To further evaluate the heart and brain risks, a combined analysis of 25 randomized double-blind clinical trials was reviewed comparing Xolair to a placebo (a treatment that does not contain any medicine). An increased risk of heart- and brain-related problems in patients treated with Xolair was NOT noted in this combined analysis, but the low number of these events, the young patient population, and the short duration of follow-up prevent us from making any definite conclusions about the absence of a risk. As a result this information was to the Adverse Reactions section of the drug label.
Generalized allergic reactions (anaphylaxis)
Anaphylaxis has been noted to occur within 2 hours of the first or subsequent dose of Xolair in < 0.1% of study volunteers without other identifiable allergic triggers. These events include hives and throat and/or tongue swelling. At the first sign of anaphylaxis, epinephrine is usually given to counteract the reaction. Severe reactions that include chest symptoms are treated the same way as an asthma attack. The FDA advises that patients on Xolair should carry epinephrine and know how to initiate emergency self-treatment for anaphylaxis. This is recommended and will be prescribed by your physician.
Local reactions that consist of swelling of the arm, redness or tenderness at the site of injection are usually handled with simple measures such as local cold compresses or the use of medications such as antihistamines or aspirin.
What does the treatment involve?
For asthma, your Xolair dose will be chosen based on your body weight and the results of a blood test that measures your level of IgE antibody. You will receive 1 or 2 injections of Xolair in your upper arm every 2 to 4 weeks depending on your dose. Unless your weight changes significantly, the dose and injection schedule should not change once your treatment has started. It may take several months before you begin to notice benefits from Xolair, but once benefits are observed, they should last for as long as you continue to receive your regular injections. If for some reason your injections are stopped, we expect the effects to wear off within 6 – 12 months. There are no lasting benefits from taking this drug. For chronic hives, you will receive 2 injections once a month. You may begin to notice benefits from Xolair within the first 3 months of treatment for hives. Since the possibility exists that a Xolair injection may cause a severe allergic reaction, we require that the treatment be administered under a supervision of a physician. You will be observed for 45 minutes after each injection. The period of observation may be adjusted by your physician. If you develop a reaction to your Xolair injection after you leave our office, please either return to clinic or proceed to the nearest emergency room and then contact us as soon as possible. You may need to use your epinephrine auto-injector.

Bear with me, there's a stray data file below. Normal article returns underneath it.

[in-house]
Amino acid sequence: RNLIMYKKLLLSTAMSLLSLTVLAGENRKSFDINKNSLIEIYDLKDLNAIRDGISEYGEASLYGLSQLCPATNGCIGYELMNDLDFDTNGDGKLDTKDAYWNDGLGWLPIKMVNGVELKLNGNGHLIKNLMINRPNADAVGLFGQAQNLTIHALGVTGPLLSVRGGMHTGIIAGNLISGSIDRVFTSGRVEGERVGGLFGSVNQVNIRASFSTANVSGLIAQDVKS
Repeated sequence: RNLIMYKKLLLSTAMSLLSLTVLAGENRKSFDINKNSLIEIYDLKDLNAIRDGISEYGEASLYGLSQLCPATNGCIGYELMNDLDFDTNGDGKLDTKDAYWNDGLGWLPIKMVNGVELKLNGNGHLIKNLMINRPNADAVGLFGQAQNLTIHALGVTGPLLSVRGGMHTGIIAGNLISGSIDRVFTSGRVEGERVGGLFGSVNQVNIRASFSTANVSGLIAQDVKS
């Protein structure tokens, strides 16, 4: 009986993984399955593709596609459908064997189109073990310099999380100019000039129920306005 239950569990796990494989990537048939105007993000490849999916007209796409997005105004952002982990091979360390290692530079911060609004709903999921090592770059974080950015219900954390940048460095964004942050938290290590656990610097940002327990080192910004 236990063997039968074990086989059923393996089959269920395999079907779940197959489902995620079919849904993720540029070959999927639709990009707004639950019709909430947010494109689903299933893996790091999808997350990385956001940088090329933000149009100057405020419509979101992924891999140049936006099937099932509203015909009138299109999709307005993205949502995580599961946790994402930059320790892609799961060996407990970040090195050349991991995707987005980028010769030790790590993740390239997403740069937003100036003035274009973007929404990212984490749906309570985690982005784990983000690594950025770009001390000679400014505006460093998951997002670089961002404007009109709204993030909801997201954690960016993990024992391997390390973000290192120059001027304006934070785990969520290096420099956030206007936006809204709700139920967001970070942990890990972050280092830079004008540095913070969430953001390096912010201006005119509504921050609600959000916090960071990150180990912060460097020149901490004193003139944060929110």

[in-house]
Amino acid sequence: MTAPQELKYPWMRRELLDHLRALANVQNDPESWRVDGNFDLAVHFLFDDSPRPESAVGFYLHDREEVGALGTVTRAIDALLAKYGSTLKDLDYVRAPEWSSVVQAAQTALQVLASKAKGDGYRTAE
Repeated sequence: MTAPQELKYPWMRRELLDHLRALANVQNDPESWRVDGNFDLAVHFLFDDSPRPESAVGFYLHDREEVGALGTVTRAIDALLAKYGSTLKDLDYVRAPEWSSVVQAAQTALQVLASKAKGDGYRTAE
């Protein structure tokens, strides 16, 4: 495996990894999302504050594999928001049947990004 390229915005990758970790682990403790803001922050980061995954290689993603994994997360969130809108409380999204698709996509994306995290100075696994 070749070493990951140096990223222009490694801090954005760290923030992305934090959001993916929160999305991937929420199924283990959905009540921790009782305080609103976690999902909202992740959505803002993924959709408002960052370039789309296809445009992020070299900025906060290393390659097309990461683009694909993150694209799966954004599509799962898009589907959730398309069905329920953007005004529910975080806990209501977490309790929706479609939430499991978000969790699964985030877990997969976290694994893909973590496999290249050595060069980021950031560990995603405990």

Xolair therapy is expensive (cost of approx. $500-$2000 per month) so a specialty pharmacy company will be contacted to assist with insurance issues. Your allergist will complete initial paperwork and the specialty pharmacy will work with your insurance to obtain authorization of Xolair therapy. Prior to starting Xolair, the specialty pharmacy will inform you of your coverage. You can then make an informed decision knowing what your costs will be. As this therapy is costly, you will need to make your injection appointments with our office ahead of time and you will be responsible for your portion of the costs.